Dublin Waste to Energy project
Article in NSC April 2016
We’ve pushed the boundaries of structural steel design, detailing and erection on this project,” says PM Group Senior Structural Engineer John Diffley, as he describes the work that has been undertaken to build the Dublin Waste to Energy facility. “The unique geometry of the building posed significant technical design and construction challenges, such as working within a tight and confined site, which directly impacted the erection sequencing and logistics planning and working at height to lift large steel elements into place. All have all been overcome with a lot of design and construction coordination between PM Group and Severfield.”
The Republic of Ireland’s largest waste to energy plant is being constructed at Poolbeg in Dublin, close to where the River Liffey meets the Irish Sea. Once operational it will incinerate up to 600,000t of waste per year, generating enough electricity for up to 80,000 homes.
All of the project’s processes are housed within one large steel-framed structure that will minimise noise. It measures approximately 200m x 100m, rising to a maximum height of 52m (excluding the flue which will be 100m-tall). Because the structure is so large and will be a prominent feature of the local landscape, the design of the plant has created a landmark conical-shaped building. All of the corners are rounded, while the building also curves and slopes upwards creating complex steelwork geometry. This is predominantly formed with columns positioned around a radius and then connected with faceted steel tie members.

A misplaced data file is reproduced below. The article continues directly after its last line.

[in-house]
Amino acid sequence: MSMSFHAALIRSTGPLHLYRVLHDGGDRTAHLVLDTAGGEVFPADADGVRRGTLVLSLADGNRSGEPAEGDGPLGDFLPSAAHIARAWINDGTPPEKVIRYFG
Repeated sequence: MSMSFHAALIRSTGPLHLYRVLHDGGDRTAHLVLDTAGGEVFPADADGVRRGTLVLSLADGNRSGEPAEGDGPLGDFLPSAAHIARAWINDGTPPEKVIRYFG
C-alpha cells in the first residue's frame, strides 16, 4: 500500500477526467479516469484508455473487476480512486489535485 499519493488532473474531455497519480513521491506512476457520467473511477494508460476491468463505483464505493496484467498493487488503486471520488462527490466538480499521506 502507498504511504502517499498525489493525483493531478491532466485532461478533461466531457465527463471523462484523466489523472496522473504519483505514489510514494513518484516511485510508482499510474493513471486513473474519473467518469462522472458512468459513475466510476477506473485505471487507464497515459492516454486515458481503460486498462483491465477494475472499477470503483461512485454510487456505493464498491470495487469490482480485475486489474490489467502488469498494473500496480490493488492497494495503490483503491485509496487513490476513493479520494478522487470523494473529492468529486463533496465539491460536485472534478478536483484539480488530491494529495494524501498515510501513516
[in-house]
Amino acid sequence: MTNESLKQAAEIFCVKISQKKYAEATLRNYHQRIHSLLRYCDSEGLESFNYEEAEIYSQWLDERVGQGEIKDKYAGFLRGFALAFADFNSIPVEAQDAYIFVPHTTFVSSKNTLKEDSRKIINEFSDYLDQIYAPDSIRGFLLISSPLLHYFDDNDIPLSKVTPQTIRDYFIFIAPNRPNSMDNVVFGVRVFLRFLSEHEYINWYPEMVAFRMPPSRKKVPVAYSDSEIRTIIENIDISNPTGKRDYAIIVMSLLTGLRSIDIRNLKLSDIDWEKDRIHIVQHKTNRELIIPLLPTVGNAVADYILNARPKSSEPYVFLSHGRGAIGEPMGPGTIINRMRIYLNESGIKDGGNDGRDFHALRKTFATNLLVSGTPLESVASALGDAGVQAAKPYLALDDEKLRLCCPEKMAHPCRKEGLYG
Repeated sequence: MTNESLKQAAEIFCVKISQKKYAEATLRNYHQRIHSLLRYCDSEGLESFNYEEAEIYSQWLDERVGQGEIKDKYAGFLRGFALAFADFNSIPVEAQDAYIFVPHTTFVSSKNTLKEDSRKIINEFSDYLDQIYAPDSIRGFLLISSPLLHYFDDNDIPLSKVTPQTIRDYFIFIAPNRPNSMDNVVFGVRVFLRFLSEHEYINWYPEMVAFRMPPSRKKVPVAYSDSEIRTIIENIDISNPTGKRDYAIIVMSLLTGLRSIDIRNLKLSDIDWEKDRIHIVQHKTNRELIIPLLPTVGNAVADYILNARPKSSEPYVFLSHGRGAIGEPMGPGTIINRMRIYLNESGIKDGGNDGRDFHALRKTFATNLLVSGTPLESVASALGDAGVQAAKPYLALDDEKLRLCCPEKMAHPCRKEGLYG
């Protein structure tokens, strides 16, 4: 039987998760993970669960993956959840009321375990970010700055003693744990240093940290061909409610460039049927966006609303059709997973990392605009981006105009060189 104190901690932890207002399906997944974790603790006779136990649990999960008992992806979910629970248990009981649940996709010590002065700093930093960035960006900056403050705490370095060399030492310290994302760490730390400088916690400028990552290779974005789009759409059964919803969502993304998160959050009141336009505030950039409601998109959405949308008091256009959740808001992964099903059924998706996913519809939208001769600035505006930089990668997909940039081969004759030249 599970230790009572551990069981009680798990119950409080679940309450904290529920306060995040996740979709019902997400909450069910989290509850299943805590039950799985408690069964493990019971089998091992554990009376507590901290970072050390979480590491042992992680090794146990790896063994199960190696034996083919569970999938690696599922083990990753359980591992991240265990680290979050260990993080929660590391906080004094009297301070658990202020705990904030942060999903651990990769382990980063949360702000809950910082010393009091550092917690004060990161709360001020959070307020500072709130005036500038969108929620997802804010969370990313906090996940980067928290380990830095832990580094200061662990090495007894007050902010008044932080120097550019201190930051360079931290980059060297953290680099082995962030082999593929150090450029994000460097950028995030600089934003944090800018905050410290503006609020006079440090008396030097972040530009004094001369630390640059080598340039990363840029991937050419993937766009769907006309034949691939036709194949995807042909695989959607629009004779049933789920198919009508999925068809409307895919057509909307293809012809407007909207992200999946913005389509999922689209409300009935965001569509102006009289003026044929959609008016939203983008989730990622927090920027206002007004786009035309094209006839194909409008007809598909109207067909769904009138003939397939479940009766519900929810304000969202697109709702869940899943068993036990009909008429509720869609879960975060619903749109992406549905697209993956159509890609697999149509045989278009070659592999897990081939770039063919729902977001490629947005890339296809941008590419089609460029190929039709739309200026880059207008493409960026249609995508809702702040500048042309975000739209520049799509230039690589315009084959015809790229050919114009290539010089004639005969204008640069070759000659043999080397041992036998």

Such a challenging shape would not have been possible without the use of BIM, according to all of the design and steelwork team members. PM Group’s use of Revit and model management tool Navisworks and Severfield’s use of Tekla, led by their Technical Manager Stephen Graham, facilitated a detailed co-ordinated fabrication model that was clash-free with the extensive process and services models.
The building is divided into three frames by two movement joints along its length. The individual process areas are aligned with these joint locations. The initial construction phase included the waste bunker, the administration building, tipping hall and district heating areas.
Within the waste bunker structure two overhead waste handling gantry cranes will service the plant, operating 24 hours a day seven days a week. “Usually overhead crane beams would be symmetrically supported by large evenly spaced columns on either side. However, due to the layout requirements of the processing equipment, a space adjacent to the bunker needed to be open-plan and so columns could not be placed on one side,” says Severfield Design Director Chris Durand.